Clayton Students Post World-Class Performance on International Assessment
First in the world in science and reading; Second in the world in math
The School District of Clayton is proud to announce the impressive results for Clayton students on a highly-respected international assessment of student achievement that benchmarks young people’s readiness to tackle real-world challenges. The District participated in the 2009 Program for International Student Assessment (PISA) to compare the District’s students at an international level and see how they match up against the highest performing countries in the world.
The assessment was given to all Clayton High School sophomores. The results indicate that the District not only measures up with some of the highest-performing countries in the world, but that Clayton students often outperform them. The 2009 PISA results indicate that CHS students comparatively finished:
In order to participate in the assessment, Clayton formed the equivalent of its own country. However, unlike other U.S. schools that just tested a small sample of their students, Clayton tested all sophomores. While the PISA only charts results for 15-year old students in order to enhance the validity of comparing scores across nations, Clayton Superintendent Dr. Mary Herrmann explained that the results mean so much more.
“The results are a tribute to our School District of Clayton staff at every level – PreK through 12,” said Herrmann, “for their dedication to advancing our students to such a high level of global performance.”
Herrmann noted while there are other U.S. schools districts that would likely perform similarly to Clayton on the PISA, very few of them are actually measuring themselves on a global level. “Our District’s commitment to continual growth is exemplified by our courage to put ourselves out there to confront and to learn from our data. As a learning community, we pride ourselves on setting high expectations, looking outside and benchmarking against the best in the world.”
The Clayton community has long held that its school district “provides a world-class education.” Historically, more than four out of five respondents have agreed with that statement on public opinion surveys over the years. Now, the District has the data to support that opinion.
“Clayton residents have prided themselves in a District that offers their children a world-class education,” explained Board of Education President Sonny Buttar. “Even though the PISA results are only a snapshot in time, they reflect generations of community support, decades of outstanding teachers and administrators and year after year of Boards of Education who have continually looked to define ‘excellence’ in education. These results affirm who we are.”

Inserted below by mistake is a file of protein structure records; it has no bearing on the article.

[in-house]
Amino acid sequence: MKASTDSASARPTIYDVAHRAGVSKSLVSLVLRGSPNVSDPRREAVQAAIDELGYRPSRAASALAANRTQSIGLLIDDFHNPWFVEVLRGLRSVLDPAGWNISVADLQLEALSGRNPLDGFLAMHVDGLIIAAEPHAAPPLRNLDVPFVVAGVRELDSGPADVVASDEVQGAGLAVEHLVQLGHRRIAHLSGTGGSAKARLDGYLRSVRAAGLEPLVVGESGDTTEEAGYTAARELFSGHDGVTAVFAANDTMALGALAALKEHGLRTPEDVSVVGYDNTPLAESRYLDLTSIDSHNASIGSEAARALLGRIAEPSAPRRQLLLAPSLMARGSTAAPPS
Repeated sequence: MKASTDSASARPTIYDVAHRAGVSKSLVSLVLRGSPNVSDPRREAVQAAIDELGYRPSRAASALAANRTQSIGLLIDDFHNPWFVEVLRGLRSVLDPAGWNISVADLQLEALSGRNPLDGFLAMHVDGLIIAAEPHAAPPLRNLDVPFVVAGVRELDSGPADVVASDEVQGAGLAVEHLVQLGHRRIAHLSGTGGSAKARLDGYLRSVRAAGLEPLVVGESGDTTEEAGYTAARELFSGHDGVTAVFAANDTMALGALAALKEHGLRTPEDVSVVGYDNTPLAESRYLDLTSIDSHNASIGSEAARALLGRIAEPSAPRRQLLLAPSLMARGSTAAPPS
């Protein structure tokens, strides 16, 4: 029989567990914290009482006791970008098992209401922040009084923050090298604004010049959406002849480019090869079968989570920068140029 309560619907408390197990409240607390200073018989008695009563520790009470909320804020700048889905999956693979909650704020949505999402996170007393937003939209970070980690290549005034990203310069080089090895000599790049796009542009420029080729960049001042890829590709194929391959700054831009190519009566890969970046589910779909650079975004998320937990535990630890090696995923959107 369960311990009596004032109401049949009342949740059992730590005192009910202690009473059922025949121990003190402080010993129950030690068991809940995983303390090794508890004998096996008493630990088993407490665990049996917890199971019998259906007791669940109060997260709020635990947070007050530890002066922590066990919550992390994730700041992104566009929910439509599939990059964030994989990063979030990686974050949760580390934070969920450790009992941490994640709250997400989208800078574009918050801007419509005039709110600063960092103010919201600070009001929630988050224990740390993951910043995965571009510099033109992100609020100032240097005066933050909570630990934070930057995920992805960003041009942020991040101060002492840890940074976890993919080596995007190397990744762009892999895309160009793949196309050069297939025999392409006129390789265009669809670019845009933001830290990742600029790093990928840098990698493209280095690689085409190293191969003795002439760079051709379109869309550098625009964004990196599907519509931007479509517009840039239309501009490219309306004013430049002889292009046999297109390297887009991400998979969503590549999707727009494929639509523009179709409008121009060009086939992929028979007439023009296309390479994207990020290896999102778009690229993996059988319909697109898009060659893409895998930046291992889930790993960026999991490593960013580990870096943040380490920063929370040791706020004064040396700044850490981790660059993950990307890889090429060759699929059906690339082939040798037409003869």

The Missouri Commissioner of Education Chris L. Nicastro has extended a congratulations to Clayton. Read it here.
International Benchmarking Presentation On Tuesday, Jan. 11, at 7 p.m. in the Clayton High School Auditorium, there will be a presentation about the PISA results, placed in the context of international benchmarking, world-class education and the Common Core State Standards. The presentation will be lead by Dr. Andrew Chen, a leading authority on the topics, a member of the Common Core State Standards Initiative and a member of the Mathematics and Science Advisory Council for the Massachusetts Board of Education. Learn more.
About the PISA (www.pisa.oecd.org) The Program for International Student Assessment (PISA) is an international standardized assessment that focuses on young people’s ability to use their knowledge and skills to meet real-life challenges. It evaluates the quality, equity and efficiency of school systems in some 70 countries that, together, make up nine-tenths of the world economy. It is a project of the Organization for Economic Co-Operation and Development (OECD), a unique forum where governments work together to address the economic, social and environmental challenges of globalization. Begun in 2000, PISA is administered every three years. In 2009, PISA tested 15-year-olds in reading, mathematics and science in 34 OECD member countries and 41 partner countries and economies. The assessment considers students’ knowledge in these areas not in isolation, but in relation to their ability to reflect on their knowledge and experience and apply them to real-world issues. The emphasis is on mastering processes, understanding concepts and functioning in various contexts within each assessment area.